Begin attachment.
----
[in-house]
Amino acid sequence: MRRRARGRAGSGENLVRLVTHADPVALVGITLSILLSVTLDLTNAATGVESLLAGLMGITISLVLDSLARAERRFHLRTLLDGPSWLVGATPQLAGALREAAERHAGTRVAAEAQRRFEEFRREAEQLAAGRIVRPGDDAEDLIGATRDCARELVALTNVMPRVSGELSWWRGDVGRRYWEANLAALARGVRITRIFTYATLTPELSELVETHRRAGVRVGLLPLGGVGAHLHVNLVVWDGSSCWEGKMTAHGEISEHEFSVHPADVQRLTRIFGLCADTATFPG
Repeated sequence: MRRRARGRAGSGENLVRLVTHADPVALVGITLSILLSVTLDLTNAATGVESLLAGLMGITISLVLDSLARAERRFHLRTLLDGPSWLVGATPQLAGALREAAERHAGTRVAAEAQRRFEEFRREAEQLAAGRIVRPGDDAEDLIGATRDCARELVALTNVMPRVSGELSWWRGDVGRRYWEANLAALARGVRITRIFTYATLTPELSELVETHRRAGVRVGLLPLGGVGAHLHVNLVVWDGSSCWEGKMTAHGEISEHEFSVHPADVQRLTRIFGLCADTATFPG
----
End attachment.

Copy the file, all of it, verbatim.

[in-house]
Amino acid sequence: MRRRARGRAGSGENLVRLVTHADPVALVGITLSILLSVTLDLTNAATGVESLLAGLMGITISLVLDSLARAERRFHLRTLLDGPSWLVGATPQLAGALREAAERHAGTRVAAEAQRRFEEFRREAEQLAAGRIVRPGDDAEDLIGATRDCARELVALTNVMPRVSGELSWWRGDVGRRYWEANLAALARGVRITRIFTYATLTPELSELVETHRRAGVRVGLLPLGGVGAHLHVNLVVWDGSSCWEGKMTAHGEISEHEFSVHPADVQRLTRIFGLCADTATFPG
Repeated sequence: MRRRARGRAGSGENLVRLVTHADPVALVGITLSILLSVTLDLTNAATGVESLLAGLMGITISLVLDSLARAERRFHLRTLLDGPSWLVGATPQLAGALREAAERHAGTRVAAEAQRRFEEFRREAEQLAAGRIVRPGDDAEDLIGATRDCARELVALTNVMPRVSGELSWWRGDVGRRYWEANLAALARGVRITRIFTYATLTPELSELVETHRRAGVRVGLLPLGGVGAHLHVNLVVWDGSSCWEGKMTAHGEISEHEFSVHPADVQRLTRIFGLCADTATFPG